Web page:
When non-transparent TCP tunneling is used, the application to be tunneled is set to connect to the local listener port instead of connecting to the server directly. SSH Tectia client tools for z/OS forwards the connection securely to the remote server.
If you have three hosts, for example,
imapserver, and you forward the traffic coming to the
143 to the
143, only the connection between the
sshserver will be secured. The command you use would be similar to the following one:
sshclient$ sshg3 -L 143:imapserver:143 username@sshserver
Figure 7.3 shows an example where the Secure Shell server resides in the DMZ network. Connection is encrypted from the Secure Shell client to the Secure Shell server and continues unencrypted in the corporate network to the IMAP server.
Tunnels can also be defined for connection profiles in the Connection Broker configuration file. The defined tunnels are opened automatically when a connection with the profile is made. The following is an example from a
<profile id="id1" host="sshserver.example.com"> ... <tunnels> <local-tunnel type="tcp" listen-port="143" dst-host="imap.example.com" dst-port="143" allow-relay="no" /> ... </tunnels> </profile>
By default, local tunnels originating only from the client host itself are allowed. To allow also other machines to connect to the tunnel listener port, set the
Automatic tunnels are one way of creating non-transparent local tunnels for application connections.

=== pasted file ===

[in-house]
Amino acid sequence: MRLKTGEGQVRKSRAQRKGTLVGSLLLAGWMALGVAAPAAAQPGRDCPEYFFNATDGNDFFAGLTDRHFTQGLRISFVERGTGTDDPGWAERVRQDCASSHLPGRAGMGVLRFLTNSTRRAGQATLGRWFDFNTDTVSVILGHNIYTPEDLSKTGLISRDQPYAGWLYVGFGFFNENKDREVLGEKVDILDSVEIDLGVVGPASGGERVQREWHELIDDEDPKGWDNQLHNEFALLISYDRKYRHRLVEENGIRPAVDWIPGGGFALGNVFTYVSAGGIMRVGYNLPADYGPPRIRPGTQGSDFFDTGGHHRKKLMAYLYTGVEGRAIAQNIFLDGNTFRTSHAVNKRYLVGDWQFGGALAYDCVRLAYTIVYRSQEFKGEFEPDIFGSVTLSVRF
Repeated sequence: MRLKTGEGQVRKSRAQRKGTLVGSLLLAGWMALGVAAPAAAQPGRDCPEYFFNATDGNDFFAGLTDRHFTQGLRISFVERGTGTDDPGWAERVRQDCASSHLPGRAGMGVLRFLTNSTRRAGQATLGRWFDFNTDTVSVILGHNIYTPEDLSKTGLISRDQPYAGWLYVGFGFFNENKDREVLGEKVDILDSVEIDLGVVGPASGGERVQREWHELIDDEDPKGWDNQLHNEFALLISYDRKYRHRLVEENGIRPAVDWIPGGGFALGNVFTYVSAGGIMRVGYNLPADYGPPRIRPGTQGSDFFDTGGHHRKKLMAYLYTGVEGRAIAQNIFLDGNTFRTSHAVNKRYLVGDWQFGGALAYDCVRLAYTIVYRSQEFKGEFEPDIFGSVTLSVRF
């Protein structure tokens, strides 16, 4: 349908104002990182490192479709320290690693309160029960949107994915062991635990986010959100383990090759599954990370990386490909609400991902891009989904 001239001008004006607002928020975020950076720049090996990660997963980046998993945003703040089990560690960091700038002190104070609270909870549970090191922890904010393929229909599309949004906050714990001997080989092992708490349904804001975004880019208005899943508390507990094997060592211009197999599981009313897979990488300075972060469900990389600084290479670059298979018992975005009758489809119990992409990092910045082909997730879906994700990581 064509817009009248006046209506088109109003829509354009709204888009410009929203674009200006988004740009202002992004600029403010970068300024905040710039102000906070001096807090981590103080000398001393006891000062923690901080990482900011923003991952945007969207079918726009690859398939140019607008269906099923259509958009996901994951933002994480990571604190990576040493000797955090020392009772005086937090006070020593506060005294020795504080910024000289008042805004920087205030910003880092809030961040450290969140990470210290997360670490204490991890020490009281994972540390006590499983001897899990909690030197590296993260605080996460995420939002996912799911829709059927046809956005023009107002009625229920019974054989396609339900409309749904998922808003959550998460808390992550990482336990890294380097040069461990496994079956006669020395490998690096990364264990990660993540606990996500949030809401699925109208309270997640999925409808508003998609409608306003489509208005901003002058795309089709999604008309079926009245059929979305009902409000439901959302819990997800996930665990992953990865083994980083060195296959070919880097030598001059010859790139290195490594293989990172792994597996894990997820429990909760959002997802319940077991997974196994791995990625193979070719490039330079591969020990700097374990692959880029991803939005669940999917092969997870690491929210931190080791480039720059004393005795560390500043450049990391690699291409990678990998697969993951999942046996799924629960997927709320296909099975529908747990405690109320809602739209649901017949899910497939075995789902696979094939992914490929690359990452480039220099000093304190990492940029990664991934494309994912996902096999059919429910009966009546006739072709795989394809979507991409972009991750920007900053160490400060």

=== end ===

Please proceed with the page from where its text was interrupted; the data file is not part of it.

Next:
Automatic tunnels always use a connection profile in the tunnel establishing. You can create listeners for local tunnels that will be activated automatically when the Connection Broker starts up. The actual tunnel will be formed the first time a connection is made to the listener port. If the connection to the server is not open at that time, it will be opened automatically as well.
In the Connection Broker configuration file, make the following kind of settings:
<static-tunnels> <tunnel type="tcp" listen-port="9874" dst-host="st.example.com" dst-port="9111" allow-relay = "no" profile="id1" /> </static-tunnels>
When sshg3 is used to create secure tunnels using local port forwarding, the TCP applications to be tunneled are configured to connect to a localhost port instead of the application server port.
clientapp1, by default connects to a Unix server
unix.example.com using TCP port 2345.
$ clientapp1 --username user1 --server unix.example.com --port 2345
For securing this TCP application using Secure Shell, use the following commands:
$ sshg3 -L 2345:localhost:2345 email@example.com -S -f & $ clientapp1 --username user1 --server localhost --port 2345
The above sshg3 command connects to remote Secure Shell server
unix.example.com, creates a local listener on port 2345, instructs the remote Secure Shell server to forward the incoming traffic to
localhost:2345, and goes to background in single-shot-mode.